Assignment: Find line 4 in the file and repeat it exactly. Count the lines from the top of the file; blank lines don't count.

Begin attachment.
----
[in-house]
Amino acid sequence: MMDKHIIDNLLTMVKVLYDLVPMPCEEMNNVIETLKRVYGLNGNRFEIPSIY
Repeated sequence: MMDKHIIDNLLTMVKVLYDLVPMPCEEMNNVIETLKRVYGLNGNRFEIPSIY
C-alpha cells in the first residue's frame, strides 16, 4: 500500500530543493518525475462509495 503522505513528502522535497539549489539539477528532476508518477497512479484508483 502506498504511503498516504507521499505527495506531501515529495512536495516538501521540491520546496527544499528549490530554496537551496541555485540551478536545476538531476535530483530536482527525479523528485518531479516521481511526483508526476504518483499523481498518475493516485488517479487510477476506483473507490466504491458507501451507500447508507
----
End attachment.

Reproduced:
C-alpha cells in the first residue's frame, strides 16, 4: 500500500530543493518525475462509495 503522505513528502522535497539549489539539477528532476508518477497512479484508483 502506498504511503498516504507521499505527495506531501515529495512536495516538501521540491520546496527544499528549490530554496537551496541555485540551478536545476538531476535530483530536482527525479523528485518531479516521481511526483508526476504518483499523481498518475493516485488517479487510477476506483473507490466504491458507501451507500447508507